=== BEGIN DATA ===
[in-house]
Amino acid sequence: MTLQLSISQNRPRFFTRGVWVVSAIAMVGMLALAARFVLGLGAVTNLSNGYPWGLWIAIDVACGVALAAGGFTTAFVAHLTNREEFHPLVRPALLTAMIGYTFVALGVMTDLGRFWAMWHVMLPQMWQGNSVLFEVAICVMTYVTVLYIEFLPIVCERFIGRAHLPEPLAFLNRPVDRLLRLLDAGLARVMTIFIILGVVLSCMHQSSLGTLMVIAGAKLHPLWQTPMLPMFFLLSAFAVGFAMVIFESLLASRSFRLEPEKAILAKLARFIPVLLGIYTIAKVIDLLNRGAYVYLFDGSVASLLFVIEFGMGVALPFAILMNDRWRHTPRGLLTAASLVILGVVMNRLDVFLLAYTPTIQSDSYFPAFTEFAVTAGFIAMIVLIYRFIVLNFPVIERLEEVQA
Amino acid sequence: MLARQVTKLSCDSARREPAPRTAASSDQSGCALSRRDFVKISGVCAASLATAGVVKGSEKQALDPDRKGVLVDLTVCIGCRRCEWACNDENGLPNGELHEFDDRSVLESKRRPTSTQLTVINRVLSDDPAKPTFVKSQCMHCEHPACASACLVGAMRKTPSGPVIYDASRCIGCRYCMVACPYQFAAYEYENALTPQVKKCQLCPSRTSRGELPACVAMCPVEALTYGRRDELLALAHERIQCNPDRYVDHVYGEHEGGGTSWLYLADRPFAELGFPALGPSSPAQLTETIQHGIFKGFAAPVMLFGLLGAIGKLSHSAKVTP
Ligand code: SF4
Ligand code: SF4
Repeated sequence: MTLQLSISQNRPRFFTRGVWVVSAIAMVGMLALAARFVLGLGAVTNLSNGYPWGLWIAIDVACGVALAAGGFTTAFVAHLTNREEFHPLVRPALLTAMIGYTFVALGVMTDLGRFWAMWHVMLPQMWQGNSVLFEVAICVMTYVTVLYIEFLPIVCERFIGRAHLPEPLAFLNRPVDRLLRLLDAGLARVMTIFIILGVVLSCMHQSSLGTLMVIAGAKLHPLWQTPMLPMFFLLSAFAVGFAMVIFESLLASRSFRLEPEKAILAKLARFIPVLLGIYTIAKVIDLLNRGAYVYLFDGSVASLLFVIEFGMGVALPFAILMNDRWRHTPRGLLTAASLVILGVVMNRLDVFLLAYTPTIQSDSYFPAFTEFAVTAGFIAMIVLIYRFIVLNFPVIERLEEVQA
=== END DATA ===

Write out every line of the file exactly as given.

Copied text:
[in-house]
Amino acid sequence: MTLQLSISQNRPRFFTRGVWVVSAIAMVGMLALAARFVLGLGAVTNLSNGYPWGLWIAIDVACGVALAAGGFTTAFVAHLTNREEFHPLVRPALLTAMIGYTFVALGVMTDLGRFWAMWHVMLPQMWQGNSVLFEVAICVMTYVTVLYIEFLPIVCERFIGRAHLPEPLAFLNRPVDRLLRLLDAGLARVMTIFIILGVVLSCMHQSSLGTLMVIAGAKLHPLWQTPMLPMFFLLSAFAVGFAMVIFESLLASRSFRLEPEKAILAKLARFIPVLLGIYTIAKVIDLLNRGAYVYLFDGSVASLLFVIEFGMGVALPFAILMNDRWRHTPRGLLTAASLVILGVVMNRLDVFLLAYTPTIQSDSYFPAFTEFAVTAGFIAMIVLIYRFIVLNFPVIERLEEVQA
Amino acid sequence: MLARQVTKLSCDSARREPAPRTAASSDQSGCALSRRDFVKISGVCAASLATAGVVKGSEKQALDPDRKGVLVDLTVCIGCRRCEWACNDENGLPNGELHEFDDRSVLESKRRPTSTQLTVINRVLSDDPAKPTFVKSQCMHCEHPACASACLVGAMRKTPSGPVIYDASRCIGCRYCMVACPYQFAAYEYENALTPQVKKCQLCPSRTSRGELPACVAMCPVEALTYGRRDELLALAHERIQCNPDRYVDHVYGEHEGGGTSWLYLADRPFAELGFPALGPSSPAQLTETIQHGIFKGFAAPVMLFGLLGAIGKLSHSAKVTP
Ligand code: SF4
Ligand code: SF4
Repeated sequence: MTLQLSISQNRPRFFTRGVWVVSAIAMVGMLALAARFVLGLGAVTNLSNGYPWGLWIAIDVACGVALAAGGFTTAFVAHLTNREEFHPLVRPALLTAMIGYTFVALGVMTDLGRFWAMWHVMLPQMWQGNSVLFEVAICVMTYVTVLYIEFLPIVCERFIGRAHLPEPLAFLNRPVDRLLRLLDAGLARVMTIFIILGVVLSCMHQSSLGTLMVIAGAKLHPLWQTPMLPMFFLLSAFAVGFAMVIFESLLASRSFRLEPEKAILAKLARFIPVLLGIYTIAKVIDLLNRGAYVYLFDGSVASLLFVIEFGMGVALPFAILMNDRWRHTPRGLLTAASLVILGVVMNRLDVFLLAYTPTIQSDSYFPAFTEFAVTAGFIAMIVLIYRFIVLNFPVIERLEEVQA